Do you believe in luck?
I have heard some people say that they don’t – that everything they have, they earned themselves through hard work. If they are lucky, it’s because they made their own luck. I don’t dispute the claim that good things usually come to those who work hard and position themselves to reap the benefits of their hard work. But I also think a lot of it just comes down to luck.
I am lucky that I was born in the United States, a country where I was raised enjoying simple comforts that we take for granted but that people in many countries go without – things like electricity and running water and television and internet. While I may have whined endlessly as a teenager because I couldn’t have the Guess or Girbaud jeans I craved and we couldn’t afford for me to play on the traveling volleyball team, I never had to worry about where my next meal was coming from.
I am lucky that I was born and raised in Minnesota, a state that tends to be open-minded and forward-looking. A state that elected Jesse Ventura as its governor and elected the first Muslim to the U.S. Congress (and ok, Michele Bachmann too, but we’ll just try to pretend that never happened). Growing up in Minnesota, I enjoyed an excellent public school education – something that I may not have had access to in other states. I had amazing teachers who encouraged me and brought out the best in me. I was able to learn Spanish and earn college credits and take world history – a class that sparked a lifelong interest in Russia and the former Soviet Union and eventually led to my career break travels through those countries. Growing up in Minnesota, I also was not exposed to the close-minded, often racist views that you can find in other parts of the country. Sure, my high school wasn’t too diverse, but I don’t recall any animosity against the few minorities among us. Maybe it was there and I just didn’t see it, but from what I did see, Tara and Cedric and Jachai and Chris weren’t treated any differently than anyone else.
I am lucky that I was raised the way I was. Sure, my parents divorced when I was eight and I had to deal with an evil stepfather throughout high school. And yes, I often resented having to spend every other weekend at my dad’s house, missing out on fun with my friends. And of course I hated the fact that my parents rarely made it to my volleyball games and I was often left waiting for an hour or more for someone to pick me up after practice. But, despite all of that, I turned out okay. The fact that I was a latchkey kid from third grade on gave me a sense of independence and strengthened my ability to fend for myself. The fact that my parents encouraged me to get a job at age 15 to pay for my brand name jeans, school dances and prom dress made me appreciate the idea of working hard and earning something for myself. And the fact that my dad traveled all over the world for his job when I was kid likely inspired my interest in the world and the desire to travel myself.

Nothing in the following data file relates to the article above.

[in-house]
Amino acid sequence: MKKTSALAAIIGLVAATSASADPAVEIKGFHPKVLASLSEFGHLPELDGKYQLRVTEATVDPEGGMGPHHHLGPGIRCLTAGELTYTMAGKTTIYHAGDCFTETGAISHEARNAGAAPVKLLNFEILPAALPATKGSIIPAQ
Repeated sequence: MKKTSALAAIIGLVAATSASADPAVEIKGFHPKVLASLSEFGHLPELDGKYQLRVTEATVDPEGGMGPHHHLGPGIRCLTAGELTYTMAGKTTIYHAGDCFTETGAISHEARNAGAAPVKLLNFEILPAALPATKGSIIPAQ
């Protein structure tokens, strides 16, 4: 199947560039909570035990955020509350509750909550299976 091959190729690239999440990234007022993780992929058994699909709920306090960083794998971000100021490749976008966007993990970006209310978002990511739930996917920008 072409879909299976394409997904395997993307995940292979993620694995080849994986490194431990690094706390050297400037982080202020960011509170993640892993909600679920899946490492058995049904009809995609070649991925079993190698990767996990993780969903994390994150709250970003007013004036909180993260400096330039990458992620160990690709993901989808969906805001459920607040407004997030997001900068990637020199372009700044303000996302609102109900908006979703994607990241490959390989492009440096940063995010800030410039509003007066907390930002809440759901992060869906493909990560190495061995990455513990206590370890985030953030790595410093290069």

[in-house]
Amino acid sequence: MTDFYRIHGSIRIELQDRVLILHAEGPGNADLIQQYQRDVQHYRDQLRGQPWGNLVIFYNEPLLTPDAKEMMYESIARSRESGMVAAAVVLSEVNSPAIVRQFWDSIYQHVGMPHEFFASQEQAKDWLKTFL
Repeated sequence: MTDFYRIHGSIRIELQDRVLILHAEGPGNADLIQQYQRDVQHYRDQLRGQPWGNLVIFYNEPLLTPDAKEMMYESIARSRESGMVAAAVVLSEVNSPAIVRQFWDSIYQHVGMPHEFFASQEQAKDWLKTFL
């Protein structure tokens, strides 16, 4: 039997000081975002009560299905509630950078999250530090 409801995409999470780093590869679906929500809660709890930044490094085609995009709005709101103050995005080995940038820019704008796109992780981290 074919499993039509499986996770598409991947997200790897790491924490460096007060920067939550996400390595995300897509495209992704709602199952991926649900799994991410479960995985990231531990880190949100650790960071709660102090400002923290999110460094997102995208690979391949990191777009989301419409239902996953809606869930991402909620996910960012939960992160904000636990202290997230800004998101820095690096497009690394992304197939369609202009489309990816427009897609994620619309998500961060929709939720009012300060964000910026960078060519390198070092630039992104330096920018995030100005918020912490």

I am lucky I left big law firm life when did. I started my practice as a tax attorney working on securitization transactions – basically the deals that brought down the economy in 2008. But I was offered an out in 2005 and I took it. If I had stayed, chances are I would have been laid off and I would have struggled to find work again due to my specialization. I was lucky to get out when I did.
I am lucky that I haven’t been the victim of crime at home or abroad. It may sound weird to say it, but I am. Considering I live in one of the most violent cities in the country and that I have traveled to 38 countries, many on my own, statistically speaking, I think I am very lucky. There have been shootings less than a mile from my home in Chicago. I have a friend who was held up at gunpoint a block from her home. Overseas, I accepted rides from strangers and shared a cabin with a crazy guy on a boat and rode on numerous buses and subways where I could have been the target of a pickpocket. But I came away from it all unscathed.
I am lucky I got a job as quickly as I did when I returned from traveling. Sure, I put a lot of work into it and I’d like to think I had some excellent credentials. But I also got a lowball offer from a potential employer on a Friday afternoon that prompted me to do a new search of job postings, which led to me see the posting for my current job just five minutes after my boss posted it – and my now-boss happened to be someone I already knew from my previous job. Everything came together perfectly. Luck.
Luck is defined as success or failure apparently brought by chance rather than through one’s own actions. So maybe some wouldn’t call all of this luck. Maybe it’s simply good fortune or serendipity or coincidence. But really, I see a lot of it as chance because I had no control over where I was born or where I was raised or what kind of parents raised me. While I made certain decisions about my job path and my travels and what I do to try to stay safe, there is only so much I can control.
I haven’t always thought of myself as lucky. I often tend to focus too much on the negative and on everything that goes wrong. I sometimes even have a chip on my shoulder because of perceived slights in the past. Nonetheless, recent events have made me realize and appreciate how lucky I really am – lucky to be born in a free and civilized country, lucky to be educated and free from hatred and lucky to be safe both at home and abroad.